It’s fun to make predictions – and even more fun to look back and see whether the predications we made were on target. In February, 2017, we posted a blog called What Are We Eating In 2017?  Some of the trends we discussed did pan out; charred/smoked/burnt foods and the continued popularity of Middle Eastern flavors. However, our predictions of increased use of florals, seaweed and fermented foods were less prescient.

Well, we’re game to give it another try. For 2020, we’re going broader. Not so much talk about specific flavors, more around global trends we see happening and think are likely to grow.

It’s About More

Plant-based foods are a hot item and likely to get hotter. We wrote about this last July in Where’s The Beef? Technology And The Future Of Meat. And, even since then, the number of non-meat-based protein options has multiplied. Staples like tofu, beans and quinoa are joined by buckwheat, hemp and chia seeds. While veganism is on the rise, many people who don’t want to commit to a totally plant-based diet are adopting a “blended” eating routine. Sometimes called Flexitarians, these folks might have one meatless meal per week or eat vegan for one week out of each month. The options are endless.

Purposeful meal prep is another growing trend. It may mean spending several hours at home on a Sunday preparing and packaging meals for the rest of the week – Meal Prep Sunday. Or it can be an opportunity for social interaction – where several friends meet in one person’s home or at a commercial kitchen to cook multiple meals. Eating out is expensive, and it’s so easy to make poor food choices. Preparing home cooked meals ahead that can be warmed quickly on a busy night after work is becoming a more appealing option to many.

Of course, there are just some nights when ordering in is the only way to go. In addition to traditional restaurants that offer both eat-in and take-out, there are new places popping up – sometimes called “ghost kitchens”; commercial cooking spaces with no dine-in option. They are essentially hubs for online delivery and catering only. The fact that they don’t have to operate a “retail” space in a potentially costly area allows them to more efficiently fill the consumer demand for food delivered home, ready-to-eat.

It’s About Less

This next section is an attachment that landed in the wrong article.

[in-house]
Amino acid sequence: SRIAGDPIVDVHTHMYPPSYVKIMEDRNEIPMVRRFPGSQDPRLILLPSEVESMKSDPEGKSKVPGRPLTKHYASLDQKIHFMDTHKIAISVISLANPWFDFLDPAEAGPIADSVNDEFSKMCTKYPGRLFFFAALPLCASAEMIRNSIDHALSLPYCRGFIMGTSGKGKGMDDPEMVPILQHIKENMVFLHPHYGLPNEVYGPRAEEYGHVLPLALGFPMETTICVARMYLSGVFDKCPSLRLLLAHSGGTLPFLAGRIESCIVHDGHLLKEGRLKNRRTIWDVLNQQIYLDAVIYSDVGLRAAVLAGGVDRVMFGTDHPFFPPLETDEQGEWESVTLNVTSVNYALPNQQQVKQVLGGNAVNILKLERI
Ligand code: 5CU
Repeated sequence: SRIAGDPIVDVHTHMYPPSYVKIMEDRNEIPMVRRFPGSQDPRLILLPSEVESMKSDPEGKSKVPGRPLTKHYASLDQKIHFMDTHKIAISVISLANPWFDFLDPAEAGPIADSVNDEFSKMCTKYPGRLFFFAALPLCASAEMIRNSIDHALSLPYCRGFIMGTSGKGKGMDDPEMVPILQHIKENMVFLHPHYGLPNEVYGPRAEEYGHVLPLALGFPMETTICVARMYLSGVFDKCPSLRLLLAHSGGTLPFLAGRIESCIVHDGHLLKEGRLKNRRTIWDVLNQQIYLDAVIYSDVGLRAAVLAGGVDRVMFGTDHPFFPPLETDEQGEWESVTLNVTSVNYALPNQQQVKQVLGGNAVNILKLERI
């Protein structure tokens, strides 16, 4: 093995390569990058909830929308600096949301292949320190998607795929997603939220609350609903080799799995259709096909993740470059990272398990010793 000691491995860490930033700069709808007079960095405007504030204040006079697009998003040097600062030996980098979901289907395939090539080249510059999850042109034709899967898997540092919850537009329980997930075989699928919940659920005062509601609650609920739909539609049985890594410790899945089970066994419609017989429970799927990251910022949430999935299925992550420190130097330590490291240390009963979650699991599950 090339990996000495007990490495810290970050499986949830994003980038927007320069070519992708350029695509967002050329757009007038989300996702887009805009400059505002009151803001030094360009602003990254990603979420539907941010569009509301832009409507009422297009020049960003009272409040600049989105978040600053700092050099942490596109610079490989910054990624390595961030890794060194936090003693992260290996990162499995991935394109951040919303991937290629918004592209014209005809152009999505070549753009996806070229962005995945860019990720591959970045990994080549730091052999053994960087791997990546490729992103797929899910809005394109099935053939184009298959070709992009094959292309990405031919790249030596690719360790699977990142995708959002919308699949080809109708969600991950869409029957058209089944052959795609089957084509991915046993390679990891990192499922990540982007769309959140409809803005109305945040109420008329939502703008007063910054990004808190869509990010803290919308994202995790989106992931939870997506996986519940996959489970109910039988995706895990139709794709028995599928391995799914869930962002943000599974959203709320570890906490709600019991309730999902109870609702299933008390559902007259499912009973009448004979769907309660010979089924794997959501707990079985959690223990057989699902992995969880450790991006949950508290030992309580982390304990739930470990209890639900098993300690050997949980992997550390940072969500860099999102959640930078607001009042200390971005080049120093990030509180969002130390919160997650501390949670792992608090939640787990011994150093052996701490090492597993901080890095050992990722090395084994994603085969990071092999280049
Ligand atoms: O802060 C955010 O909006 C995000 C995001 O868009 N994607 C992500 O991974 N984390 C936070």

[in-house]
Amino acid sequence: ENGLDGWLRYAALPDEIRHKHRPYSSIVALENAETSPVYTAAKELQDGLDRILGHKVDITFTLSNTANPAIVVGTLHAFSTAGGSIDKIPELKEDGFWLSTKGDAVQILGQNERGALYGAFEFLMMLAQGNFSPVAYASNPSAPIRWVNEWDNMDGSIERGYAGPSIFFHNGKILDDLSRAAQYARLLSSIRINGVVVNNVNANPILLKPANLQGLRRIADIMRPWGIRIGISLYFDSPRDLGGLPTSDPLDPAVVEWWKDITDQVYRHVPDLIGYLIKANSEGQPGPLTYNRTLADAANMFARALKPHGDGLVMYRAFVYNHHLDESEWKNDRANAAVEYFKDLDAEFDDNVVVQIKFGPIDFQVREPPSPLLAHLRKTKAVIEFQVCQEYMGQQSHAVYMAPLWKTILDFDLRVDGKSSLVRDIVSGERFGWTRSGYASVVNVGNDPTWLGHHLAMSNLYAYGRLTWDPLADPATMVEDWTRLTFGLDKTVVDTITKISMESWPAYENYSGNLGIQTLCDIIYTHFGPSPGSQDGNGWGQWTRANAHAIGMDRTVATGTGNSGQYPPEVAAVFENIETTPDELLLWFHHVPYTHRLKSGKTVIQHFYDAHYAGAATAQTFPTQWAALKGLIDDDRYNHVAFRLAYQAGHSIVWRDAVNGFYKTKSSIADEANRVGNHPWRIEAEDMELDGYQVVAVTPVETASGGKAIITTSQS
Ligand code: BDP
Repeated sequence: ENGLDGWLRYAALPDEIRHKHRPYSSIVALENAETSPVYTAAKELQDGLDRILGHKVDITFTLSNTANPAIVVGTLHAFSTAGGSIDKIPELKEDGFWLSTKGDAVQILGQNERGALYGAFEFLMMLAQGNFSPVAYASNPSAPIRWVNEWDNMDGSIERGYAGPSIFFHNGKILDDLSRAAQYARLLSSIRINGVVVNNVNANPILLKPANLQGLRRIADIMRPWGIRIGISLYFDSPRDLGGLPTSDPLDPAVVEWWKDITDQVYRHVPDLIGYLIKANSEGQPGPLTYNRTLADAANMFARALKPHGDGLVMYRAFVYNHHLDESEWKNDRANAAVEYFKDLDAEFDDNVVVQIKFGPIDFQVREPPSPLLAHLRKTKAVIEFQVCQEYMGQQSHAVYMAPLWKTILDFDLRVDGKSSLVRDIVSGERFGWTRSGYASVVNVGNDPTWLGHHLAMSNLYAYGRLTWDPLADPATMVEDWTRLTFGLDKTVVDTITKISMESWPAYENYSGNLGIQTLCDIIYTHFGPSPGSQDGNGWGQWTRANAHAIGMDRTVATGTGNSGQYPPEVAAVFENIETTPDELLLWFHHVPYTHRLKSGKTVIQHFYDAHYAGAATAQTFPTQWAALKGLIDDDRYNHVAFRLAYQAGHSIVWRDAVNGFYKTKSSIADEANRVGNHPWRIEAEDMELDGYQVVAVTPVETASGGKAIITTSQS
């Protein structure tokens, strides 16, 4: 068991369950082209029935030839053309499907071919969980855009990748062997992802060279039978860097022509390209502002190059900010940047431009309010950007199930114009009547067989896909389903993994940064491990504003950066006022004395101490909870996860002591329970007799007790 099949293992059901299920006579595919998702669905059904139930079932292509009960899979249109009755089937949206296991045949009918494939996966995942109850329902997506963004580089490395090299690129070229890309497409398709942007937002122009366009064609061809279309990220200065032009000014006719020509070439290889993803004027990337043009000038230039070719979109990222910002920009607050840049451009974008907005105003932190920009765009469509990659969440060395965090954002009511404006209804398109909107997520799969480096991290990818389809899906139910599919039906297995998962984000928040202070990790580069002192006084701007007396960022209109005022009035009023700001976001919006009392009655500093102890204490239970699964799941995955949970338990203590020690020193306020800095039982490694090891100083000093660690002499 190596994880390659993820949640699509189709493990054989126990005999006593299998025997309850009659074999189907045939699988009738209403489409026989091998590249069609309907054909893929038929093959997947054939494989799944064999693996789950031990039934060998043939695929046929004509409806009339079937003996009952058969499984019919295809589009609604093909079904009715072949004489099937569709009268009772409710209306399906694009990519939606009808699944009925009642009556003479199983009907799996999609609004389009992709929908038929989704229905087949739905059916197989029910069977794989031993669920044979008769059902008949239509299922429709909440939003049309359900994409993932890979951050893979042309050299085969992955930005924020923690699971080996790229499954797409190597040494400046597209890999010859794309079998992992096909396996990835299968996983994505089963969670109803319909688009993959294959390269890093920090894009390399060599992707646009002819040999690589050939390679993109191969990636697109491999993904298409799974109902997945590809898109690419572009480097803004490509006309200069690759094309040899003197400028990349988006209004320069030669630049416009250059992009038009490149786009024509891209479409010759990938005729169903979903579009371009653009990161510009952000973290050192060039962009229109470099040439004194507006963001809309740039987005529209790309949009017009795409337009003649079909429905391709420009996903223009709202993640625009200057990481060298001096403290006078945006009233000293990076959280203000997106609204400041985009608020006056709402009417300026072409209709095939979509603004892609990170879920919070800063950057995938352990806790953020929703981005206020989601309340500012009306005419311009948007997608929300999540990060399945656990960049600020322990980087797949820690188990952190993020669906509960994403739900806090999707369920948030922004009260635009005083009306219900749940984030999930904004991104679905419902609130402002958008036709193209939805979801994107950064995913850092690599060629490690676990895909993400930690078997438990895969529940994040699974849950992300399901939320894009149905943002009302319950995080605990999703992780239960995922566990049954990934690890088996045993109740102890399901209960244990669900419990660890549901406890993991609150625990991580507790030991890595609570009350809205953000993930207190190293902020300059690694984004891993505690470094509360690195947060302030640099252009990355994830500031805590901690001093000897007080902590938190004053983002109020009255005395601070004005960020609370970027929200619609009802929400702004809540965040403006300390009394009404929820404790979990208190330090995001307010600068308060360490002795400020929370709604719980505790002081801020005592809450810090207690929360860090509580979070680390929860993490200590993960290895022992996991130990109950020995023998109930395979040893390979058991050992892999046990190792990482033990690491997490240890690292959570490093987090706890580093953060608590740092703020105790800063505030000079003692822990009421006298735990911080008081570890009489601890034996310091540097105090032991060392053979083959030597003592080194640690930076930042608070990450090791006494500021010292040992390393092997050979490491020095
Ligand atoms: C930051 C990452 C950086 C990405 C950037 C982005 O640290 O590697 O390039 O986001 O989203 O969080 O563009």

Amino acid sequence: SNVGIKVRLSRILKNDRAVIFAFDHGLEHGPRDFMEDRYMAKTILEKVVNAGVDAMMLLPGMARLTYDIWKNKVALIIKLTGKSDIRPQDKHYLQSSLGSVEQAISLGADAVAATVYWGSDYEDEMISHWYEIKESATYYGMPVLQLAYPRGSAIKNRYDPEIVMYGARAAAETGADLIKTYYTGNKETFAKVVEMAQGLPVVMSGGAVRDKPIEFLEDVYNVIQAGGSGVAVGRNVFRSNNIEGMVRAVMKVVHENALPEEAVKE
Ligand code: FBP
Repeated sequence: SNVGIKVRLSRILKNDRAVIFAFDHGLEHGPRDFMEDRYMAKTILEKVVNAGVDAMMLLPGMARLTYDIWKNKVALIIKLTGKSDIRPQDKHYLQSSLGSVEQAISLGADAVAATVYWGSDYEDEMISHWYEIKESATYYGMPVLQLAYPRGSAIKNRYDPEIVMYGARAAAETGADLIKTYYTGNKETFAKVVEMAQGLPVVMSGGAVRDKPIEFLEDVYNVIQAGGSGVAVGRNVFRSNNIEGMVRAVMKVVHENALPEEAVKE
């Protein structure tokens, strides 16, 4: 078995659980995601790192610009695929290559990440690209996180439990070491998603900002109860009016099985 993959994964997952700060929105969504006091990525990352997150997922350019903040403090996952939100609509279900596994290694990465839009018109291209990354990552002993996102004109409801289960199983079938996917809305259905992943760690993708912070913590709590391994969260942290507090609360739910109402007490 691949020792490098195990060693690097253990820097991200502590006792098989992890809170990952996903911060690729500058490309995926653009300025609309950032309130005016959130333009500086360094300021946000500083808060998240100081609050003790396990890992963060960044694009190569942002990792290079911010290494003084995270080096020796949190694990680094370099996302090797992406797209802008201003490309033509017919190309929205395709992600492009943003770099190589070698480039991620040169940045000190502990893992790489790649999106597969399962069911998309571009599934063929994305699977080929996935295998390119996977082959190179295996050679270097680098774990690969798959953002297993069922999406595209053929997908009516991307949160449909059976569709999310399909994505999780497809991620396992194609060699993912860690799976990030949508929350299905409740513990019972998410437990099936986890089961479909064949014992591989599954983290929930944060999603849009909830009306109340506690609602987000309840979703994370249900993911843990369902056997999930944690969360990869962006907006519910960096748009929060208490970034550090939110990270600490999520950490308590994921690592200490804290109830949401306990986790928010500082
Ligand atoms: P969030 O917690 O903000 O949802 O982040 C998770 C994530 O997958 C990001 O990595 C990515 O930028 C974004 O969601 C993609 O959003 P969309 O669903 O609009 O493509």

Scaling back – as it relates to foods and beverages – is also “a thing”.

The FDA has focused over the past several years on how to help consumers make more informed decisions about the nutritional profiles of the packaged foods and drinks they consume. One specific initiative has resulted in new guidelines which will require manufacturers to change the way they report added sugar content on nutrition labels, with the hope that consumers will use the information to decrease their intake of added sugars. The challenge for food technologists is to find ingredients that deliver sweetness without added sugar or artificial sweeteners – while still delivering on the good taste that consumers demand.

Low and no alcohol drinks are making a splash. Thomas Pellechia, Writing For Forbes, refers to “dry January” and “mindful drinking” as emerging trends. There are people who like the taste of alcoholic beverages but don’t want the associated effects of alcohol. Beer, wine and spirits companies are listening.

Intermittent fasting – eating only during a relatively small window, usually eight hours, and then fasting for the next 16 hours – has become a popular way to lose weight. Of course, it’s yet to be seen whether this is just the latest fad or a way of living that will catch on and stick around. But some pretty impressive medical authorities, including Harvard Health Publishing (Harvard Medical School), are writing about the benefits of intermittent fasting.

It’s About CBD-Infused Foods?

The jury is out on this one. Certainly, if the FDA allows it, there is the potential for a tidal wave of CBD-infused foods and beverages.

Only time will tell whether these predictions come true. Check back in early 2021 and we’ll let you know!

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